In this KIRC update I want to step away from talk about policy, and go a bit personal for just a moment.
Earlier this week I had a heart-to-heart chat with a long time friend, who also happens to be a family caregiver to an elderly and ill parent.
Our conversation got me thinking about the various mental games I employed to help me handle some of the more challenging moments of caregiving for my mother.
My friend had reached out seeking advice because they had ‘hit the wall.’ The 'emotional' wall.
They told me they felt more tired than they ever believed could be possible.
They were frustrated at their own life seeming to take a back seat because ALL of their energy and focus was going towards their parent.
They explained how some days they feel resentful at having to do so much to care for a parent; one who isn’t always seemingly kind or appreciative in return.
They expressed the role of elder caregiver seems much harder than having raised a child.
They felt bad and guilty for having these feelings.
As I listened, I encouraged my friend to go ahead and vent.
I couldn’t help but relive some of the ‘darker’ moments in my own caregiving journey; the days when I was simply so angry at all I had to do each day. So many times I just wanted OUT! And then I would be overcome with guilt.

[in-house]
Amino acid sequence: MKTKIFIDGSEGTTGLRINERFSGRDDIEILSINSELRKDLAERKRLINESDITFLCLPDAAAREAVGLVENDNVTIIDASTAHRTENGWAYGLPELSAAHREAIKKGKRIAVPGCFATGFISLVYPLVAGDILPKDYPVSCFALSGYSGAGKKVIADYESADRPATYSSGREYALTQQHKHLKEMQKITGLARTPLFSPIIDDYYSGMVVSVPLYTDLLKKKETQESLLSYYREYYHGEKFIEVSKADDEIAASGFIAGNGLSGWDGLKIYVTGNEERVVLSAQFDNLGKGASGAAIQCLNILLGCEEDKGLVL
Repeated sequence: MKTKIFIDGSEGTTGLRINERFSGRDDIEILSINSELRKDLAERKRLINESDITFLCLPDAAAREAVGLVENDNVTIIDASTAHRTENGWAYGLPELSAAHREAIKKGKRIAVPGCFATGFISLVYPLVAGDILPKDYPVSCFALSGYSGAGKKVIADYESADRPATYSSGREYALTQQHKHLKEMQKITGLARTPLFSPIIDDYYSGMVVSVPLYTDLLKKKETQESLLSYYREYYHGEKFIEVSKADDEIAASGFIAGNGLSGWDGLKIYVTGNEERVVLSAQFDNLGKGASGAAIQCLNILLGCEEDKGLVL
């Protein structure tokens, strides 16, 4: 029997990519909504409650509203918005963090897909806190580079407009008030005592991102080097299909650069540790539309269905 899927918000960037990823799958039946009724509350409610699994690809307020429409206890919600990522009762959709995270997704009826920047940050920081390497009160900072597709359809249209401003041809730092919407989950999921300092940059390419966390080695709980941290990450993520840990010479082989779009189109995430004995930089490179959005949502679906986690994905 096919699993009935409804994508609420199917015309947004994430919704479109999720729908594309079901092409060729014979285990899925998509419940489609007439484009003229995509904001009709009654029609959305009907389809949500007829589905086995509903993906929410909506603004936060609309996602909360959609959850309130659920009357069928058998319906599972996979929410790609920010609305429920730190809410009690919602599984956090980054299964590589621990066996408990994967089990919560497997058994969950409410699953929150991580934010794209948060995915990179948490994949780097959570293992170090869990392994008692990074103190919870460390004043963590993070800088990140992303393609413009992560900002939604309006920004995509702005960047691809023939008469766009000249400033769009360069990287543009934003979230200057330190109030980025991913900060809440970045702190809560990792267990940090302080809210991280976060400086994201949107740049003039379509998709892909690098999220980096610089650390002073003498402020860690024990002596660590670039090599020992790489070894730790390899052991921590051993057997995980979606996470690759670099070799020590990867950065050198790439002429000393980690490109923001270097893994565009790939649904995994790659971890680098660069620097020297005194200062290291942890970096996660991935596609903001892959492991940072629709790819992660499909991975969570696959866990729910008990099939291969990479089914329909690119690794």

I know so many of us move through these feelings.
I chatted for a while with my friend and I offered up some of the tools I often turned to to pull myself back from the brink.
I’m not a therapist or trained counselor, but I have lived and experienced what can be a crazy roller coaster of emotions.
Here are some of the items I would think about to “talk myself off the ledge.”
Love them for who they are.
Love them where they are (in life’s journey).
Love them with no expectations of reciprocal emotions, support or gratitude.
Remember: our parents are only human, with all the faults, bumps and bruises of anyone. Who knows what deck of cards life dealt them which drives who they are in this ‘third third.’
Remember: when it’s over… it’s over.
That final thought would, without fail, help me regain some balance.
None of us knows when the end will come. It could be six weeks, six months or six years. But it WILL end.
And when your loved one’s number is called it happens in a fraction …of a second… of a moment. A final gasp of air … and then they are gone. Forever.
And then we forge ahead. We regroup. The constant errands - stop. The doctors appointments - stop. There are no more trips to the pharmacy. The 24/7 worry about their welfare vanishes. Every time the phone rings you no longer jump afraid bad news is on the other end.
We eventually begin to decompress, rest and get sleep. And life goes on…
So the next time you find yourself in a moment of ‘overwhelm’ remember:
Love them for who they are because once they are gone… they are gone.
Do you have other 'go-to' mental tricks which have helped you? I would love to hear how others have faced these moments. Jump into the discussion and share!
*Header Image: Courtesy Adobe Stock
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